My first response is that there is little value in debating which of two people are the "worse sinner". We are all sinners who need to be saved by grace. Whether a rapist is worse than a murderer, etc, is not a conversation that accomplishes much.
But okay, I think almost any Bible student would say that the CONSEQUENCES of Adam and Eve's sin was worse than the consequences of Cain's sin. Romans 5:12, "Therefore, just as through one man sin entered the world, and death through sin, and thus death spread to all men, because all sinned ...", and 5:18a, "Therefore, as through one man’s offense judgment came to all men, resulting in condemnation ..." Also 1 Cor 15:22, "For as in Adam all die ..." Adam's sin brought sin and judgment on all humans. No such thing is said of Cain.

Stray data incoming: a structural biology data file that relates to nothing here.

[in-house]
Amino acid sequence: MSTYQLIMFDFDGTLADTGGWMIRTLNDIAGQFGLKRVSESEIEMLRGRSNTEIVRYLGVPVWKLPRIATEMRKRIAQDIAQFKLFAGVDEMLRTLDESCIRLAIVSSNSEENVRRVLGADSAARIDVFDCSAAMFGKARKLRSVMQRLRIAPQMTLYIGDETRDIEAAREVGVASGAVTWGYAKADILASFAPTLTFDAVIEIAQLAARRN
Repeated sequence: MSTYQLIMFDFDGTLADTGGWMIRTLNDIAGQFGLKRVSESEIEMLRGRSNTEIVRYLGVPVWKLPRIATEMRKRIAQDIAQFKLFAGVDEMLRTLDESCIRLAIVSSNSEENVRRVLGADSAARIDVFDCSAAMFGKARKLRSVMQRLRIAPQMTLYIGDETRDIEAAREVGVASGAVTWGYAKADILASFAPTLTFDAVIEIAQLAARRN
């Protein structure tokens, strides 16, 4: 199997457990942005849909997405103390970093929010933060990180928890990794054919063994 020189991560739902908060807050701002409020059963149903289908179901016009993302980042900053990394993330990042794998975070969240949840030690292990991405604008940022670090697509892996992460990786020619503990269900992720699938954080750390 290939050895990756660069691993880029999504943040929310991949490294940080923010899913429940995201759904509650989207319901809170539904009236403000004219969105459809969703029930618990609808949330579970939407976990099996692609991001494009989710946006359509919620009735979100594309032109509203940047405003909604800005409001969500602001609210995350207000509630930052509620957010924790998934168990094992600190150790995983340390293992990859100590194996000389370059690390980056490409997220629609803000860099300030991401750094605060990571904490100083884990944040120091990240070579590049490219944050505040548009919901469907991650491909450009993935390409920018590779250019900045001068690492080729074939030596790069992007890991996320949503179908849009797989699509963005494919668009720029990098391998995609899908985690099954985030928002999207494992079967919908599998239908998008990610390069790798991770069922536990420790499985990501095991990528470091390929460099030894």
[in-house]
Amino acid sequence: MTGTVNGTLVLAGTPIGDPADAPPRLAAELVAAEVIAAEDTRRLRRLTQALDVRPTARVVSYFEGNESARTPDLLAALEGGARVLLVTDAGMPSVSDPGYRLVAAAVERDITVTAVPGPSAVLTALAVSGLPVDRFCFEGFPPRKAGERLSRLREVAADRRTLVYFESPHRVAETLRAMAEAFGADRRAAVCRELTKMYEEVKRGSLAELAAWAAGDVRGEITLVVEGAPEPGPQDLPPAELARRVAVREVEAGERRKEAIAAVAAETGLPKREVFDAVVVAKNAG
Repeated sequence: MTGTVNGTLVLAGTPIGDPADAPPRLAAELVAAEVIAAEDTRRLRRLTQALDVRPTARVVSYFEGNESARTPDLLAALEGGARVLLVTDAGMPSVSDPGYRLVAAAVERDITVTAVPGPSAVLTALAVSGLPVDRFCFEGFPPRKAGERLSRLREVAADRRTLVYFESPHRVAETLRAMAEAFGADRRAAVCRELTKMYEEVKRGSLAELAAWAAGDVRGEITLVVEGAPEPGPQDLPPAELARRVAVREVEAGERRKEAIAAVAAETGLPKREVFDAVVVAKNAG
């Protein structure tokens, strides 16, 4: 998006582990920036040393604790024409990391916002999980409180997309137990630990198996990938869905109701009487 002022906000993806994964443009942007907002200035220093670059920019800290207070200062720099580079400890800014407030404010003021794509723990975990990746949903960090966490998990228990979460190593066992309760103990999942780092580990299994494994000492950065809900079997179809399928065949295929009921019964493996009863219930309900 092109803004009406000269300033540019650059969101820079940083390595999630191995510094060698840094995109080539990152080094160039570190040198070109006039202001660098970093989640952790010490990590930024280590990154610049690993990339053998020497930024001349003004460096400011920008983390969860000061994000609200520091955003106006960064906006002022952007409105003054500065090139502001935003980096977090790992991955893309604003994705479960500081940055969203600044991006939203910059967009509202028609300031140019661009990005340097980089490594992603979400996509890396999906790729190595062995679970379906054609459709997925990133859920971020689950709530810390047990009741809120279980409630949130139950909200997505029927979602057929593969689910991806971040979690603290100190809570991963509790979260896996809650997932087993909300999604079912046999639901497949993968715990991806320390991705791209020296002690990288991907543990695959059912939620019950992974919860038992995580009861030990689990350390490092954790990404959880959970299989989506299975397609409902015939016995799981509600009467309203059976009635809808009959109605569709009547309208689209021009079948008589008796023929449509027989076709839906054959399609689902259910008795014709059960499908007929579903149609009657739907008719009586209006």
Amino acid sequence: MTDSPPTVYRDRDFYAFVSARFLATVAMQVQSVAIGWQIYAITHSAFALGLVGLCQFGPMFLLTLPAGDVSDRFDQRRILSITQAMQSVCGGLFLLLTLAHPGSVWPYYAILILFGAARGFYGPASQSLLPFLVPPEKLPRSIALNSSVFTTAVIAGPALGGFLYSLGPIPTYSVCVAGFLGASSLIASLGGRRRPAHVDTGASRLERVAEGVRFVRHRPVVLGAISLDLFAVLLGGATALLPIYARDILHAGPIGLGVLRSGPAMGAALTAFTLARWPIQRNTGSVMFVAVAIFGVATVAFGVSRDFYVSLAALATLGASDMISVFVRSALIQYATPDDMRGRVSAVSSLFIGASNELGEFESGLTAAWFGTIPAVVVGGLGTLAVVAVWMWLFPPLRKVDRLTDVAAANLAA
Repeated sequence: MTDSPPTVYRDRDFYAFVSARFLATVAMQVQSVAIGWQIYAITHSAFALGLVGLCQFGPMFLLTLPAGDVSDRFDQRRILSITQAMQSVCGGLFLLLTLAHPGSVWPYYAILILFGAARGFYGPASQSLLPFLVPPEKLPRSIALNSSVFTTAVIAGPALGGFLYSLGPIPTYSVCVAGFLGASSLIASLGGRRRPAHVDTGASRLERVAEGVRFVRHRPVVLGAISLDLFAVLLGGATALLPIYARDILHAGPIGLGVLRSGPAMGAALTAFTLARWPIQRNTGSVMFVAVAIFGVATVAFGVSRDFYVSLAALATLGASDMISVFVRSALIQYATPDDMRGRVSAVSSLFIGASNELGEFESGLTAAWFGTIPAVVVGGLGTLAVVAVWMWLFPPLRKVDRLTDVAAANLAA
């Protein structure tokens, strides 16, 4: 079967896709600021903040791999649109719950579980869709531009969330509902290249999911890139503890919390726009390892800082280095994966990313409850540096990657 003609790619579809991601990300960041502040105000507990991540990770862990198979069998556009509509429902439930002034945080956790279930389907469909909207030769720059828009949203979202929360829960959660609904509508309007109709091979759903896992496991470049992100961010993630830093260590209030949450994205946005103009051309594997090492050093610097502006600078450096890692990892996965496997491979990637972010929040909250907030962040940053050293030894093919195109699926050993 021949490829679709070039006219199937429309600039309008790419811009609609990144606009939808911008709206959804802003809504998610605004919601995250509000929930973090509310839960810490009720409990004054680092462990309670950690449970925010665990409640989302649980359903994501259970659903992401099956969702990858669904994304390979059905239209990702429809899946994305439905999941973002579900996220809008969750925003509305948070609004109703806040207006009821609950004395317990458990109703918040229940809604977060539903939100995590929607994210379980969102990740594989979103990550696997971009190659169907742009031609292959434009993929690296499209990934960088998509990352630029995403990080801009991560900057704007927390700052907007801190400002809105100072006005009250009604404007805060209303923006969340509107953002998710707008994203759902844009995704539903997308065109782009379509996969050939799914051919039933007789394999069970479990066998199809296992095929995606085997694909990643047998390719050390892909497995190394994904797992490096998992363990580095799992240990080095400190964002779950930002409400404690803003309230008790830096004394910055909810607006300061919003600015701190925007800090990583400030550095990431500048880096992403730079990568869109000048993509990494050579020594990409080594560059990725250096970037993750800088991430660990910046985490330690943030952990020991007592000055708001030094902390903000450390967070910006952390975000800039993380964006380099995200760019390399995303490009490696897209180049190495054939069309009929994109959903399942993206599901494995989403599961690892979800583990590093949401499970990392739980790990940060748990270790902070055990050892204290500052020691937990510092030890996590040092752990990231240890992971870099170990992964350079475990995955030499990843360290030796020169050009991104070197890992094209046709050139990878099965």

On the other hand, in Genesis 4 Adam and Eve talk about being blessed by God, which would seem to indicate that they repented from their sin, while Cain does not appear to have repented. It's not spelled out and of course it's not for me to judge, but I THINK that in the end Adam and Eve were saved while Cain was not.
We might also note that God does not hold us accountable for the consequences of our actions so much as for our intentions. Jesus said that if you hate your brother that's no different than murder. I think what he meant was that if person A wants to kill someone and does it, while person B wants to kill someone but is unable to follow through because of circumstances -- perhaps his intended victim is too well guarded -- that in God's eyes both are equally guilty. C.S. Lewis wrote that one man may be in a position where when he gets angry, he can order the deaths of thousands of people, while another man may be in a position where when he gets angry, people just laugh at him, but God judges both the same.
I don't know where you get the part about Adam and Eve supposing that they were more righteous than their children. The Bible doesn't say one way or the other, whether they were egotistical and self-righteous or humble.